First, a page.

Aiken Lecture featuring Peter H. Wood in conversation with Frederick Knight

Author of Black Majority: Race, Rice, and Rebellion in South Carolina, 1670-1740

Author Talk
Monday, Mar 18 @ 7pm

Bundle Tickets

–Not Yet Members: $25 (includes general admission ticket + book at 30% discount!)
–Members: $20 (includes discounted general admission ticket + book at 30% discount!)
–Insiders: $15 (includes free general admission ticket + book at 30% discount!)

General Admission Tickets (book not included)

–Not Yet Members: $10
–Members: $5
–Insiders: Free

Online ticket sales will close at 5pm on the day of the event; however, tickets can still be purchased at the door via credit or debit card only.

Woodruff Auditorium is located inside McElreath Hall. Doors and cash bar will open at 6pm.


Peter H. Wood’s groundbreaking history of Blacks in colonial South Carolina, with a new foreword by National Book Award winner Imani Perry.

First published in 1974, Black Majority marked a breakthrough in our understanding of early American history. Today, Wood’s insightful study remains more relevant and enlightening than ever. This landmark book chronicles the crucial formative years of North America’s wealthiest and most tormented British colony. It explores how West African familiarity with rice determined the Lowcountry economy and how a skilled but enslaved labor force formed its own distinctive language and culture. While African American history often focuses on the nineteenth and twentieth centuries, Black Majority underscores the significant role early African arrivals played in shaping the direction of American history.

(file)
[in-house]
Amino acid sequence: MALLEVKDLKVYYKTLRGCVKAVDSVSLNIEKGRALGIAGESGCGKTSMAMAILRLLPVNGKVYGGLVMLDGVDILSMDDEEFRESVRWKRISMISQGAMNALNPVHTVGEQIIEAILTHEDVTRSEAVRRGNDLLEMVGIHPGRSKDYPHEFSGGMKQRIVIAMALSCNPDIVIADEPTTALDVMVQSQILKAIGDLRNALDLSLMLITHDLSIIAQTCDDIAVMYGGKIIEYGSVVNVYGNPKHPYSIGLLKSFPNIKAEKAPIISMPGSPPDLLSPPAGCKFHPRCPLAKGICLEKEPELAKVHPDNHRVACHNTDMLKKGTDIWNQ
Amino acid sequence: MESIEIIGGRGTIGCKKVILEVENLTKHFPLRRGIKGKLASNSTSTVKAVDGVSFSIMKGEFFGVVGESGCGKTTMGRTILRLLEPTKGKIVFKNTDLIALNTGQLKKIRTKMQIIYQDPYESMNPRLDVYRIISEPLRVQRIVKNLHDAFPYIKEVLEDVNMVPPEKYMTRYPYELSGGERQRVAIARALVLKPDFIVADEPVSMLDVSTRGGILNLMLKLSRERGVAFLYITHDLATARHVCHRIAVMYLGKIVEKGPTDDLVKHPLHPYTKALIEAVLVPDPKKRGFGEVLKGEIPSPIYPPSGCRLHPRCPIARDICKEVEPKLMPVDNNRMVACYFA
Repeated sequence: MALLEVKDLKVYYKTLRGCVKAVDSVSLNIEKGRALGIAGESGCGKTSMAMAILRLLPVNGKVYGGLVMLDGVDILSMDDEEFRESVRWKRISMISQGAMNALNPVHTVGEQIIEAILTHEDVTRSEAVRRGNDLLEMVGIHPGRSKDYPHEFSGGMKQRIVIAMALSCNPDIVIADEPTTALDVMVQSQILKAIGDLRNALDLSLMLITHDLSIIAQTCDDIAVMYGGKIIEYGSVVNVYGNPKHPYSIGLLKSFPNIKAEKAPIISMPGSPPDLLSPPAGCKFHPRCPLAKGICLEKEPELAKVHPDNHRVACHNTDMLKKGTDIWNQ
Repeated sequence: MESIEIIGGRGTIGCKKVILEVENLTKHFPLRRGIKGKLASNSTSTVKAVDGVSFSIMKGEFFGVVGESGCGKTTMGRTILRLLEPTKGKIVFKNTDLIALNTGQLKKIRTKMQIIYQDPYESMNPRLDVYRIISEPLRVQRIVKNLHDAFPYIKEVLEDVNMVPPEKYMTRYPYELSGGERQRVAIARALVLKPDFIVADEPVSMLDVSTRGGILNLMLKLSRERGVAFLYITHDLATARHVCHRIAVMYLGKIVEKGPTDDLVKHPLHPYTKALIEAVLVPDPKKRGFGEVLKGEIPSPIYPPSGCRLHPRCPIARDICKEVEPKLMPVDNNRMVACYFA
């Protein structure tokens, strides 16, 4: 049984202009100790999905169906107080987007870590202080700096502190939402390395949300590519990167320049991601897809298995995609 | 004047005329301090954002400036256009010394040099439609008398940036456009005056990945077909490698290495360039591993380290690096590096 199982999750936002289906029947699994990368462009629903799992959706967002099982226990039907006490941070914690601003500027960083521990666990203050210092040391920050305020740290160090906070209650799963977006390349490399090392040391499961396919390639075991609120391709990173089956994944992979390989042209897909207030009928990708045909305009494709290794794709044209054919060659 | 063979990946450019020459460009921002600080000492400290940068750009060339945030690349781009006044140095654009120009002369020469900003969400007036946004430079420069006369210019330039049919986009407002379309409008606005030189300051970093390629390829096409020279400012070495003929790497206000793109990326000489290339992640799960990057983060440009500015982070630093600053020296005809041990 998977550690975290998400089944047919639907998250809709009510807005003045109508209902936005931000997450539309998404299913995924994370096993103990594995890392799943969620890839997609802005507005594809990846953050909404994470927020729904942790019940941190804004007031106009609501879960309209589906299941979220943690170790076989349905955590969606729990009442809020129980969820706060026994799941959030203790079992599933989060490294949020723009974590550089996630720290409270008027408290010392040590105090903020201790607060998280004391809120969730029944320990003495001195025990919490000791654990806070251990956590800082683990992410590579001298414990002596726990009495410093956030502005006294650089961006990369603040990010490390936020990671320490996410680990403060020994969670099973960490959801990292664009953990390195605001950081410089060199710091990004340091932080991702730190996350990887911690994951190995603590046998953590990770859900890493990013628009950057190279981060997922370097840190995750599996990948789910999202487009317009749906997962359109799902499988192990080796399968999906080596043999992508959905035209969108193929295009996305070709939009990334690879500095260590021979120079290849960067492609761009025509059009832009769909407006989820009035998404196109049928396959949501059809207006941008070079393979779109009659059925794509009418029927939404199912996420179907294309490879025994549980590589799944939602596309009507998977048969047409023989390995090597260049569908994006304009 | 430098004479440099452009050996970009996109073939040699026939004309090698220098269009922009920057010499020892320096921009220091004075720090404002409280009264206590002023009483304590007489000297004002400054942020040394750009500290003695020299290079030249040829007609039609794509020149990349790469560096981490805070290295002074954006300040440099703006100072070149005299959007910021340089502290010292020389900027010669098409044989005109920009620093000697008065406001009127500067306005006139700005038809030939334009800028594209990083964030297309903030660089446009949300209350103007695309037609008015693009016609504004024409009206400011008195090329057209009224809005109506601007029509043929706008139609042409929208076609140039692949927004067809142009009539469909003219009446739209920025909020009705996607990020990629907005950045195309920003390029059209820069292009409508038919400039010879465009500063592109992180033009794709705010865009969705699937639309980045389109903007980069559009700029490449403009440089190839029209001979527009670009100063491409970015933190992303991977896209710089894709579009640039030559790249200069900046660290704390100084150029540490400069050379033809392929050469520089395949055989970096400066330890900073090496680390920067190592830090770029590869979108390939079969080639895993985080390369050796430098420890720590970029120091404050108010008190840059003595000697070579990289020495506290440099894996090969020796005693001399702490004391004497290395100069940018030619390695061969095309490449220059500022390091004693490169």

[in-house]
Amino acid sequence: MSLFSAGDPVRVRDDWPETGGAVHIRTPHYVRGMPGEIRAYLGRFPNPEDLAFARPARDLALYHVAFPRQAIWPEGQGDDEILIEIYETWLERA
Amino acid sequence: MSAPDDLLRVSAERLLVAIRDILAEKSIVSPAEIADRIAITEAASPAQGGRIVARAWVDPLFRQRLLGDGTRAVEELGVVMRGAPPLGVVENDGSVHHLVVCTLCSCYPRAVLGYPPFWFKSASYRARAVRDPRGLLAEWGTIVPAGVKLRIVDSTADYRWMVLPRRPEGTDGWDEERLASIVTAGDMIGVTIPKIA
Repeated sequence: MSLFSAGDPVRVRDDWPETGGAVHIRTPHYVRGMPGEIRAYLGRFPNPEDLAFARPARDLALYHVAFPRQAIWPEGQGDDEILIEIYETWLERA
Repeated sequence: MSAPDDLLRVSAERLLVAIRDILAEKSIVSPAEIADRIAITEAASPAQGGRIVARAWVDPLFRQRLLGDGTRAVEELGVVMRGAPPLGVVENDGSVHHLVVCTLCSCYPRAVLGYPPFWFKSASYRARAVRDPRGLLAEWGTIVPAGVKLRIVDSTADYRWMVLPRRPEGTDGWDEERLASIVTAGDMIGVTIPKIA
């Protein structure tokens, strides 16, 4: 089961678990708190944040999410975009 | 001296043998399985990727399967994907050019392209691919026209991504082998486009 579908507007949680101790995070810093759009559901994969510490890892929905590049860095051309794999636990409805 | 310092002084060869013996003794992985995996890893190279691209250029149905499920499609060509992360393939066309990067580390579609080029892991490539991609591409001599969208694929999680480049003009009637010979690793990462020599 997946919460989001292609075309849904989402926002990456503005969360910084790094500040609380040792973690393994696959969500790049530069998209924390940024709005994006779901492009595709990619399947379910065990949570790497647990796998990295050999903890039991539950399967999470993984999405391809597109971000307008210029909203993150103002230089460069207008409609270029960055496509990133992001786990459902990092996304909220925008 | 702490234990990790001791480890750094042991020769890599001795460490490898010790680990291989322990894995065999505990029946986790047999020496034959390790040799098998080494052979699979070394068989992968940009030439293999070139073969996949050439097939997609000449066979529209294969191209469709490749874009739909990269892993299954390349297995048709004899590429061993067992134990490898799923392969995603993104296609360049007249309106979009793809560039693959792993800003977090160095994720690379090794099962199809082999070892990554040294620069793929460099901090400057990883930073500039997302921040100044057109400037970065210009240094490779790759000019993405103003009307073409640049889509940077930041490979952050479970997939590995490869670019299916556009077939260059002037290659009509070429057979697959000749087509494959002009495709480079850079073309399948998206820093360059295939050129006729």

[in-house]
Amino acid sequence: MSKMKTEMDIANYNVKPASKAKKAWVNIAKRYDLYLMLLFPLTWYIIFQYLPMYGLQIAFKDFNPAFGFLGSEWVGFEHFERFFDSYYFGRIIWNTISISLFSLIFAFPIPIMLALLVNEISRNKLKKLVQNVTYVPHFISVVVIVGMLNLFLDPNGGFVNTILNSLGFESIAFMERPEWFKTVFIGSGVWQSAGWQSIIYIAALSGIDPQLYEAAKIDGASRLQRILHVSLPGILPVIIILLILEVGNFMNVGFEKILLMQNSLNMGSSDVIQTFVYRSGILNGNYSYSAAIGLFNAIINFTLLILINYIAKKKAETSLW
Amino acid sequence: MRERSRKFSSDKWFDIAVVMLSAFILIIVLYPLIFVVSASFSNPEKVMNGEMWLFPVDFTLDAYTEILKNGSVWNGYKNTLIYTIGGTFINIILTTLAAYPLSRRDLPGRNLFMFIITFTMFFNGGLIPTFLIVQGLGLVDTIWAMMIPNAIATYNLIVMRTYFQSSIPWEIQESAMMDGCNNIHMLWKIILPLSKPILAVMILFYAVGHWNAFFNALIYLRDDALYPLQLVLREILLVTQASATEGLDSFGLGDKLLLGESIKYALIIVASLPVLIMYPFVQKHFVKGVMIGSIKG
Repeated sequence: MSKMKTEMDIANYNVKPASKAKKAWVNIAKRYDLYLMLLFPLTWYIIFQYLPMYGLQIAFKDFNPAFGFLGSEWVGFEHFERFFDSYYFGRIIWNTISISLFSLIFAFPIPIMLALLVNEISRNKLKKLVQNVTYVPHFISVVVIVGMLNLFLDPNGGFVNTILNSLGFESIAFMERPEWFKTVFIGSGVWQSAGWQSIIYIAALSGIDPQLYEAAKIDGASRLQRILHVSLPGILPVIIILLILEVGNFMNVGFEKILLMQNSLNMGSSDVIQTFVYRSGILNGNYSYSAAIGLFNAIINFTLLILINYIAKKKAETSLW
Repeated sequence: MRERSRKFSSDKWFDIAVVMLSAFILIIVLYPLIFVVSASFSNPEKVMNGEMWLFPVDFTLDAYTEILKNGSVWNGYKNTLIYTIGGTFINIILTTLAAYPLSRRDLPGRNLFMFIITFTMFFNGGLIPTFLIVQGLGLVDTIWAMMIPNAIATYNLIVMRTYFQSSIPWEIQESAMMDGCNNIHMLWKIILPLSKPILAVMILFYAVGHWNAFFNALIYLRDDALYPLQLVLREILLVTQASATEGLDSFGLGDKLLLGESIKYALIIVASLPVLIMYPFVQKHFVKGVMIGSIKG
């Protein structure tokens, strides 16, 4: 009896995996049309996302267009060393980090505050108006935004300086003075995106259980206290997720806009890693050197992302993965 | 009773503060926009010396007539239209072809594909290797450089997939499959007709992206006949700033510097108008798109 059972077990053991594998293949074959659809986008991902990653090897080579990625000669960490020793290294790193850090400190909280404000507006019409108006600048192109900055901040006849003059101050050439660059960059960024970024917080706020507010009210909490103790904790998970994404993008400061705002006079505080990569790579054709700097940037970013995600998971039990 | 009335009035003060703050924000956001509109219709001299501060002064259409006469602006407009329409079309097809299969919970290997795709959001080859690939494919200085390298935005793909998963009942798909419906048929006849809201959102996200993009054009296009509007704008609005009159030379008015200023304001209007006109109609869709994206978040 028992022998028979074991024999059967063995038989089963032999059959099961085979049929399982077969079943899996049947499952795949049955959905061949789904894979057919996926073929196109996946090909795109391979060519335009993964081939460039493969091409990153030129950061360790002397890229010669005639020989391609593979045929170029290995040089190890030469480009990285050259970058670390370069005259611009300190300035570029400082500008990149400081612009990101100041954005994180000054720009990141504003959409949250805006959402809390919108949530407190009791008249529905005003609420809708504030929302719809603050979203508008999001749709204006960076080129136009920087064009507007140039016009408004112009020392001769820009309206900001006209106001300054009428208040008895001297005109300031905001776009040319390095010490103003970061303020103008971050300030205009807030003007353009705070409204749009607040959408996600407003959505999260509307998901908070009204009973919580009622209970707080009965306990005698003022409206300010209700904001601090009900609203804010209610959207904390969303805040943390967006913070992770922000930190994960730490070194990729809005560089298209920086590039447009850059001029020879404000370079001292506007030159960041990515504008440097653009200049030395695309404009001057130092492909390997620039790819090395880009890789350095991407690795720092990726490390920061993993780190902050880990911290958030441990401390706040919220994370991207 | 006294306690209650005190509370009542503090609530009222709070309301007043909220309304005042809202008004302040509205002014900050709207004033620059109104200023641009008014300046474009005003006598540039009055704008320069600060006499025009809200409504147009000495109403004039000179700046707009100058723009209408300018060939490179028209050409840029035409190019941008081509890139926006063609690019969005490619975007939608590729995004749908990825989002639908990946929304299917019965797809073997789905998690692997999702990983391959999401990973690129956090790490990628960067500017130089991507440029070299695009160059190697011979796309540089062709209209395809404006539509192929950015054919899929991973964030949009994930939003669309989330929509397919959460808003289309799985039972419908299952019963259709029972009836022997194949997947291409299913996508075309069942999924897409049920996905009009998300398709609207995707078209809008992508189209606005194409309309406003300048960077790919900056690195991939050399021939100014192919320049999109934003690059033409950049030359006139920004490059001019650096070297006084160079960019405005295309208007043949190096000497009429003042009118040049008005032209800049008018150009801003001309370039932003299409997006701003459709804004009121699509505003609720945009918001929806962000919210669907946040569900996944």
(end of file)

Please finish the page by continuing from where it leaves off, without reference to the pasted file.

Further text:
This revised and updated fiftieth anniversary edition challenges a fresh generation with provocative history and features a new epilogue by the author.

Cover of A Right Worthy Woman

About the Author

Peter H. Wood (Duke University), coauthor of Created Equal and Powhatan’s Mantle, has received the American Historical Association’s Distinguished Teaching Award. A Rhodes Scholar and Guggenheim Fellow, his books include Strange New Land and Near Andersonville.

About the Moderator

Cover of A Right Worthy Woman

Frederick Knight is an associate professor in the Morehouse College History Department and specializes in the history of the African Diaspora.

Prof. Knight has chaired the Morehouse history department since 2011 and mentored students who are pursuing graduate degrees in history or careers in various fields. He has served as director of the College’s general education program and helped lead the College’s first major overhaul of its core curriculum in decades.

He completed his Ph.D. in history at the University of California, Riverside, in 2000, where he studied under the late Sterling Stuckey. While working on his doctoral theses, he completed a year of coursework at the Institute of African Studies at the University of Ghana. He has been on the faculty of the University of Memphis and Colorado State University, where he taught courses and conducted research on the history of Africa and its Diaspora. He has also held various research fellowships. He held a dissertation fellowship at the Center for Black Studies at the University of California, Santa Barbara and a post-doctoral fellowship at the Carter G. Woodson Institute for African-American and African Studies at the University of Virginia. He was awarded a summer research fellowship at the John Nicholas Brown Center for the Study of American Civilization at Brown University. He also held the P. Sterling Stuckey Postdoctoral Fellowship of African-American history at the University of California, Riverside.

He has published a book and numerous articles on the history of the African Diaspora, and his work focuses on the experiences of enslavement. His book titled Working the Diaspora: The Impact of African Labor on the Anglo-American World, 1650-1850 (NYU Press, 2010) traces how Africans drew upon knowledge from their homelands to shape the agricultural and material worlds of New World slave labor camps. His current research centers on questions tied to generation in early African-American history, and he has recently published an article on Jarena Lee, the first woman preacher in the AME Church. His newest book, Black Elders: The Meaning of Age in American Slavery and Freedom, was recently published by the University of Pennsylvania Press.

The Aiken Lecture Series is supported by the Lucy Rucker Aiken Foundation.

Promotional language provided by publisher.

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